The conversation has removed some distressing doubts that discouraged me much in my Christian warfare—He gave me some excellent directions to be observed in secret that tend to keep the soul near to God, as well as others to be observed in a more publick way—What a mercy that I have such a Father! Such a Guide![3]

Every decision of faith in the Lord is solely each individual’s to make. But, parents can aid their children’s individual decisions by refusing to create a relational dynamic intent on bringing us a sense of happiness and fulfillment. 

Looking to Edwards and his Esther, as a type of Christ-exalting relationship, we can continue to aim higher, with prayerful hope, for the kind of rich comradery that flows when both parties, by God’s grace, love the truth and content themselves in the Lord alone.

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Lianna DavisMothering, Featured
Seven Resolutions for Unfulfilled Longings

To have both longings and peace simultaneously might seem contradictory. While longings might be associated with unrest, I have come to see my unresolved longings filled with peace—and more, I have seen them re-purposed.

First, a clarification: As I see it, good unfulfilled longings are those desires compatible with the holy will of God (i.e. not intrinsically wrong or evil) that are not within his present will for me (i.e. within his wise outworking of my life for his glory and my good). Of this kind of longing, which I am calling good unfulfilled/unresolved longings, I write here.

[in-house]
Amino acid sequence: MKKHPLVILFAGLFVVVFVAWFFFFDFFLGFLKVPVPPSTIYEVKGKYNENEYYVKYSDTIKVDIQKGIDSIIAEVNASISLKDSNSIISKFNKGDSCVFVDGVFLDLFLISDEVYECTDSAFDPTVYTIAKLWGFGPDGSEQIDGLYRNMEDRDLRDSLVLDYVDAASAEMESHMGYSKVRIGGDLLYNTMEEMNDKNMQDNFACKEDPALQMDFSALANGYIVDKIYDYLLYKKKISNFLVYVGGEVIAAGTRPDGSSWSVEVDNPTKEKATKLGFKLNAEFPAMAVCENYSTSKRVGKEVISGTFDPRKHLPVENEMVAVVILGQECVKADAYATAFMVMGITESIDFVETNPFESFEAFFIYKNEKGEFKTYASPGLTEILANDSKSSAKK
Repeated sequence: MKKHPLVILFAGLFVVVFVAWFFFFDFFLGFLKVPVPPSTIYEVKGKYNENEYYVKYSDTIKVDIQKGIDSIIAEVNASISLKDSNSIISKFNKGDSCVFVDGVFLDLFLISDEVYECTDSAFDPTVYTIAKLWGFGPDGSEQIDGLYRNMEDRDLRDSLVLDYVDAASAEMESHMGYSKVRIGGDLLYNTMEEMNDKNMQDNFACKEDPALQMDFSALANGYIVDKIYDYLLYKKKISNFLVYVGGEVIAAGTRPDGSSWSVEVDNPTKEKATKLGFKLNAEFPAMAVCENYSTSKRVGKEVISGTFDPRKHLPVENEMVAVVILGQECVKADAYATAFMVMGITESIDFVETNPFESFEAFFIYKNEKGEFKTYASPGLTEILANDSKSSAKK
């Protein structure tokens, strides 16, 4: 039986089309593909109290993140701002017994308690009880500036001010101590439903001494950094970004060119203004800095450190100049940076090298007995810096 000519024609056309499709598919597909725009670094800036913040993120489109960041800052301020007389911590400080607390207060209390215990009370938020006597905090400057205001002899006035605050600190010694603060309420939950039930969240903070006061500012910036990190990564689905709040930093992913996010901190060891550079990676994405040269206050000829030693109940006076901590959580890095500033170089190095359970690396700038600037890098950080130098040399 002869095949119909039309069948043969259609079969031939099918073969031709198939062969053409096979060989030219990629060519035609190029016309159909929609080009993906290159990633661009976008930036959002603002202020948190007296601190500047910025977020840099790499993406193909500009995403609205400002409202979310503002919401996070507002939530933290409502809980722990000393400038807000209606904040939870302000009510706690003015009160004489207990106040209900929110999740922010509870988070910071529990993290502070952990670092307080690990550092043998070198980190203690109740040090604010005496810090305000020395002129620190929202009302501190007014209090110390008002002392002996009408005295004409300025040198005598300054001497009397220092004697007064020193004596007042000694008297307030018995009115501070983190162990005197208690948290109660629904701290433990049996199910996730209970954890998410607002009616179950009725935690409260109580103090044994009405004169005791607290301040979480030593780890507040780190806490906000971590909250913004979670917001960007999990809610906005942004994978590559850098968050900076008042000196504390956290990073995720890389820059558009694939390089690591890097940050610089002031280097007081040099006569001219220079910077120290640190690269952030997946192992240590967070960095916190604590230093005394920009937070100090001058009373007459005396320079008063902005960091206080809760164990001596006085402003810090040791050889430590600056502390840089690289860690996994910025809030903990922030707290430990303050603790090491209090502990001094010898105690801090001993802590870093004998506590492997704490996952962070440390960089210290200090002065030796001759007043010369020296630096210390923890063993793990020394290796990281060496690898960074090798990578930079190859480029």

Because, as believers, we walk “by faith, not by sight” on this earth (2 Cor. 5:7), we are not assumed to understand all that comes (or does not come) into our lives, understand all of the intentions or plans of God (or the seeming silence), or understand all of the reasons some desires remain unresolved at present (while others that feel less important are resolved). 

But knowing we will stand before the Lord one day—seeing at last the one who has dealt wondrously with us—we “make it our aim to please him” (2 Cor. 5:9) in what the apostle Paul calls the “groans” of this life before we are overcome with heavenly glory (2 Cor. 5:2). With this aim, I desire to resist temptations to be pulled away from devotedness to the Lord. To that end, here is a set of proposed resolutions:

(1) I will not draw self-created and assumption-based lines between my desires and any necessary implications in God’s plans for me. God alone is God—and he is not beholden to my feelings.